Trump could get big 'bonus' shares in new social media firm
Donald Trump's social media company will get tens of millions in special bonus shares in a new publicly traded entity if it performs well, handing the former president possibly billions of dollars in paper wealth based on current stock prices, according to a prospectus filed with security regulators Tuesday.
The filing says Trump's social media company that aims to challenge Twitter and Facebook will be able to exercise warrants convertible to as many as 40 million shares of the new publicly traded company over three years. The exact number will depend on how high the stock in the company trades during that time, with the maximum number granted only if it trades at least at $30 a share or higher for a sustained period.
The bonus shares for his company would come on top of nearly 90 million shares worth possibly billions more.
"Trump and his fellow shareholders could walk away with a really big payday," said Jay Ritter, a professor at the University of Florida who specializes in initial public offerings, though he cautioned the stock could plunge. "At some point the company needs to produce profits and given the competitive nature of the media industry, that could be a stretch."
Trump launched his new company, Trump Media & Technology Group, last week as he unveiled plans for a new messaging app called "Truth Social" to rival Twitter and other social media that banned him following the Jan. 6 insurrection at the U.S. Capitol.
TMTG's plan is to become a publicly listed company through a merger with the publicly traded Digital World Acquisition Corp., a special purpose acquisition company, or SPAC, whose sole purpose is to acquire a private company and take it public.
Digital World's stock plunged 30% Tuesday to close at $59.07. It had traded above $100 last week when Trump's social media company announced it would merge with it.
Still, the closing price implies Trump's bonus "earnout" shares, if granted in full, would be worth $2.4 billion, though that valuation is far from certain. Ritter warned that if Trump's bonus shares are issued, they would dilute existing shareholders, weighing on the stock price.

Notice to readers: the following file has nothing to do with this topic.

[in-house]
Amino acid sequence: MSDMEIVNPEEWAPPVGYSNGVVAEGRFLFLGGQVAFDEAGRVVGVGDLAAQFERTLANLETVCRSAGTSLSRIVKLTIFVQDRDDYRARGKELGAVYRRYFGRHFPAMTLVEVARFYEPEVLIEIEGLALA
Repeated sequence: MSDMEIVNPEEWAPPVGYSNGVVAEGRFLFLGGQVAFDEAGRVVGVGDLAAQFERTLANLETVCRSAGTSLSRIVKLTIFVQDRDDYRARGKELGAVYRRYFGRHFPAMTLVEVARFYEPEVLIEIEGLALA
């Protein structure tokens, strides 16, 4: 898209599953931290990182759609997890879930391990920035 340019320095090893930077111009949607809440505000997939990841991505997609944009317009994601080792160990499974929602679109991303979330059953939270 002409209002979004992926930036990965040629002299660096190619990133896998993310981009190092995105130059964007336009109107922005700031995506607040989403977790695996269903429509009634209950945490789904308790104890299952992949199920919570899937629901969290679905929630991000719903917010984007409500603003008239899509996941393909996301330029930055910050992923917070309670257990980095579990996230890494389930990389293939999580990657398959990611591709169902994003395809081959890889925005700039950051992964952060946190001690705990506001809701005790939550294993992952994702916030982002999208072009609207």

The bonus shares are in addition to roughly 87 million shares that TMTG will also receive, based on Ritter's calculation from the merger announcement last week. At current prices, that stake would be worth another $5.1 billion.
The big drop Tuesday in Digital World's stock is a reminder to investors of the risks of investing in SPACs, companies whose stocks have a record of soaring and plunging.
Even with the prospectus, investors are still largely in the dark about Trump's new company. It gave few details on who exactly will be running the day-to-day operations and no financial figures.
IPO expert Ritter said the Trump company valuation is remarkable given the company has divulged so little and has virtually no assets.
"But it's obviously got a big brand name that is potentially worth billions of dollars," he said.
Whatever Trump's stake in the new company, he wouldn't be able sell his shares right away. A "lock-up" provision outlined in the prospectus says he wouldn't be allowed to sell until at least five months after the merger.
Trump is listed as chairman of TMTG.
The prospectus acknowledges the "controversial nature" of a business being associated with Trump and his family.
And it says it is taking steps in case Trump should run for president again. It said the new company is structuring Trump's "ownership and position" in a way that eliminates the need for disruptive changes should Trump decide to run for public office or be convicted of a felony criminal offense.